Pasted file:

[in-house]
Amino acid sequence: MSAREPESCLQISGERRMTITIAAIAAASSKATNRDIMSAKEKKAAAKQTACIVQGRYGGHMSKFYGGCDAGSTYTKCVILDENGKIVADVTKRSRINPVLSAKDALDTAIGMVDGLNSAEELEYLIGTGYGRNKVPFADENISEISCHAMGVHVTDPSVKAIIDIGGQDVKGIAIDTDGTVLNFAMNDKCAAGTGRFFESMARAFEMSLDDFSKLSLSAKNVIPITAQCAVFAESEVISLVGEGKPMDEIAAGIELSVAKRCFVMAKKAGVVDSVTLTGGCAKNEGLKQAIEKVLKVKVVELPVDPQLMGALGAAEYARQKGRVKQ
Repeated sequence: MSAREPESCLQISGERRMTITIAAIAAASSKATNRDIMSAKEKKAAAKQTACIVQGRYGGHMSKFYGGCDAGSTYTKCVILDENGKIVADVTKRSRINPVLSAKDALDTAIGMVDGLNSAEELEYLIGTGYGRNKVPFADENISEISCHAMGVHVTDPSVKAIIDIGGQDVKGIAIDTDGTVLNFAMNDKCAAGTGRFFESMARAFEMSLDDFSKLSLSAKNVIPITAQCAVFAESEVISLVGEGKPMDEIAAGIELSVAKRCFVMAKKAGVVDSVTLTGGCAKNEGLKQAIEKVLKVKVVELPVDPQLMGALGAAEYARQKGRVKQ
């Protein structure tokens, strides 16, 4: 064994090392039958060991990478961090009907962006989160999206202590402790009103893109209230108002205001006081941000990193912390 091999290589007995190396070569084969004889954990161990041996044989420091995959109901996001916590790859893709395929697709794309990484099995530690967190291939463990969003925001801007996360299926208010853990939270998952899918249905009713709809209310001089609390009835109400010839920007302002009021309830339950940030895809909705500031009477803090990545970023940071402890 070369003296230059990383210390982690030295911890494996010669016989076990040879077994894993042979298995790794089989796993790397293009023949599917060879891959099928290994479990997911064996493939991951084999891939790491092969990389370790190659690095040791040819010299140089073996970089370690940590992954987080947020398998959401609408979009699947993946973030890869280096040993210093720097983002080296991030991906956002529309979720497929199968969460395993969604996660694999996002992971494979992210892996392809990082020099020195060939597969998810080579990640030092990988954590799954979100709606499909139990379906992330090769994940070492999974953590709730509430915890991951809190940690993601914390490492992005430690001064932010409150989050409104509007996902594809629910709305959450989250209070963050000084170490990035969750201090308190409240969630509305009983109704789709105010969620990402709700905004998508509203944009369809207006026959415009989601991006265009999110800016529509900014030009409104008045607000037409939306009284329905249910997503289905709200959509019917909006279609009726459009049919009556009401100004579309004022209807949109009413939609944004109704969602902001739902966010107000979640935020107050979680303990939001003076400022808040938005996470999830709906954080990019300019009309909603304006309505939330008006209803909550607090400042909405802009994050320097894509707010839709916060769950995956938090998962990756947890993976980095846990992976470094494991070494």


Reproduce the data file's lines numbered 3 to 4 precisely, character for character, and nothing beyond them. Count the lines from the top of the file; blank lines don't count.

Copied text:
Repeated sequence: MSAREPESCLQISGERRMTITIAAIAAASSKATNRDIMSAKEKKAAAKQTACIVQGRYGGHMSKFYGGCDAGSTYTKCVILDENGKIVADVTKRSRINPVLSAKDALDTAIGMVDGLNSAEELEYLIGTGYGRNKVPFADENISEISCHAMGVHVTDPSVKAIIDIGGQDVKGIAIDTDGTVLNFAMNDKCAAGTGRFFESMARAFEMSLDDFSKLSLSAKNVIPITAQCAVFAESEVISLVGEGKPMDEIAAGIELSVAKRCFVMAKKAGVVDSVTLTGGCAKNEGLKQAIEKVLKVKVVELPVDPQLMGALGAAEYARQKGRVKQ
């Protein structure tokens, strides 16, 4: 064994090392039958060991990478961090009907962006989160999206202590402790009103893109209230108002205001006081941000990193912390 091999290589007995190396070569084969004889954990161990041996044989420091995959109901996001916590790859893709395929697709794309990484099995530690967190291939463990969003925001801007996360299926208010853990939270998952899918249905009713709809209310001089609390009835109400010839920007302002009021309830339950940030895809909705500031009477803090990545970023940071402890 070369003296230059990383210390982690030295911890494996010669016989076990040879077994894993042979298995790794089989796993790397293009023949599917060879891959099928290994479990997911064996493939991951084999891939790491092969990389370790190659690095040791040819010299140089073996970089370690940590992954987080947020398998959401609408979009699947993946973030890869280096040993210093720097983002080296991030991906956002529309979720497929199968969460395993969604996660694999996002992971494979992210892996392809990082020099020195060939597969998810080579990640030092990988954590799954979100709606499909139990379906992330090769994940070492999974953590709730509430915890991951809190940690993601914390490492992005430690001064932010409150989050409104509007996902594809629910709305959450989250209070963050000084170490990035969750201090308190409240969630509305009983109704789709105010969620990402709700905004998508509203944009369809207006026959415009989601991006265009999110800016529509900014030009409104008045607000037409939306009284329905249910997503289905709200959509019917909006279609009726459009049919009556009401100004579309004022209807949109009413939609944004109704969602902001739902966010107000979640935020107050979680303990939001003076400022808040938005996470999830709906954080990019300019009309909603304006309505939330008006209803909550607090400042909405802009994050320097894509707010839709916060769950995956938090998962990756947890993976980095846990992976470094494991070494």